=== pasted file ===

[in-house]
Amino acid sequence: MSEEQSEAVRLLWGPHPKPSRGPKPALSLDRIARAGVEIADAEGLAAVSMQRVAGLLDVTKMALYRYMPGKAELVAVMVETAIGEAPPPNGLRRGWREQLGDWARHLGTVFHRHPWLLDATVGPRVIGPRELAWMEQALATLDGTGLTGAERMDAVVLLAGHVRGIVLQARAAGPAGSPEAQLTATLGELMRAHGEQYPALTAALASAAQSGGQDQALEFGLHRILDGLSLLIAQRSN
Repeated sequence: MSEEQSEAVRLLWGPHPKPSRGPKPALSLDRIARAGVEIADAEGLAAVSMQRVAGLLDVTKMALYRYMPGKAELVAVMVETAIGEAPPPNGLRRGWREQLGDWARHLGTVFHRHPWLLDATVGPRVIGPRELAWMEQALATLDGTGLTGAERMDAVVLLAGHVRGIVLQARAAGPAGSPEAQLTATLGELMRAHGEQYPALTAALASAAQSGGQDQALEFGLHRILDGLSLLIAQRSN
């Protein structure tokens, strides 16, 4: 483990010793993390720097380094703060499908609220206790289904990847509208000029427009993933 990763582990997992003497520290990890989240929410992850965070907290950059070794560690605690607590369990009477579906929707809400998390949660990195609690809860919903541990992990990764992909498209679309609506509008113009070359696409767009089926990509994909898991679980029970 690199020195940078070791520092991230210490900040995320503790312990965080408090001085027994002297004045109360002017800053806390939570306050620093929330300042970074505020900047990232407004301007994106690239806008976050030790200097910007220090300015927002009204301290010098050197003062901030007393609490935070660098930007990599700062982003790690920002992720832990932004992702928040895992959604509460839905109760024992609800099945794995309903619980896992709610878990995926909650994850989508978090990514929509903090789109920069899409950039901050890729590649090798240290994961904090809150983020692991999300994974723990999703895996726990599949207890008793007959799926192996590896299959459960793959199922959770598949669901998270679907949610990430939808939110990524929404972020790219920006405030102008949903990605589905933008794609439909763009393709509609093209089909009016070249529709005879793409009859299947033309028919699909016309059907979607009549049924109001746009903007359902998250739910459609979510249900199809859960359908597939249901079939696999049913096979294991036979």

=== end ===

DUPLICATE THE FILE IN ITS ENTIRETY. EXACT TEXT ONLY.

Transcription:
[in-house]
Amino acid sequence: MSEEQSEAVRLLWGPHPKPSRGPKPALSLDRIARAGVEIADAEGLAAVSMQRVAGLLDVTKMALYRYMPGKAELVAVMVETAIGEAPPPNGLRRGWREQLGDWARHLGTVFHRHPWLLDATVGPRVIGPRELAWMEQALATLDGTGLTGAERMDAVVLLAGHVRGIVLQARAAGPAGSPEAQLTATLGELMRAHGEQYPALTAALASAAQSGGQDQALEFGLHRILDGLSLLIAQRSN
Repeated sequence: MSEEQSEAVRLLWGPHPKPSRGPKPALSLDRIARAGVEIADAEGLAAVSMQRVAGLLDVTKMALYRYMPGKAELVAVMVETAIGEAPPPNGLRRGWREQLGDWARHLGTVFHRHPWLLDATVGPRVIGPRELAWMEQALATLDGTGLTGAERMDAVVLLAGHVRGIVLQARAAGPAGSPEAQLTATLGELMRAHGEQYPALTAALASAAQSGGQDQALEFGLHRILDGLSLLIAQRSN
């Protein structure tokens, strides 16, 4: 483990010793993390720097380094703060499908609220206790289904990847509208000029427009993933 990763582990997992003497520290990890989240929410992850965070907290950059070794560690605690607590369990009477579906929707809400998390949660990195609690809860919903541990992990990764992909498209679309609506509008113009070359696409767009089926990509994909898991679980029970 690199020195940078070791520092991230210490900040995320503790312990965080408090001085027994002297004045109360002017800053806390939570306050620093929330300042970074505020900047990232407004301007994106690239806008976050030790200097910007220090300015927002009204301290010098050197003062901030007393609490935070660098930007990599700062982003790690920002992720832990932004992702928040895992959604509460839905109760024992609800099945794995309903619980896992709610878990995926909650994850989508978090990514929509903090789109920069899409950039901050890729590649090798240290994961904090809150983020692991999300994974723990999703895996726990599949207890008793007959799926192996590896299959459960793959199922959770598949669901998270679907949610990430939808939110990524929404972020790219920006405030102008949903990605589905933008794609439909763009393709509609093209089909009016070249529709005879793409009859299947033309028919699909016309059907979607009549049924109001746009903007359902998250739910459609979510249900199809859960359908597939249901079939696999049913096979294991036979």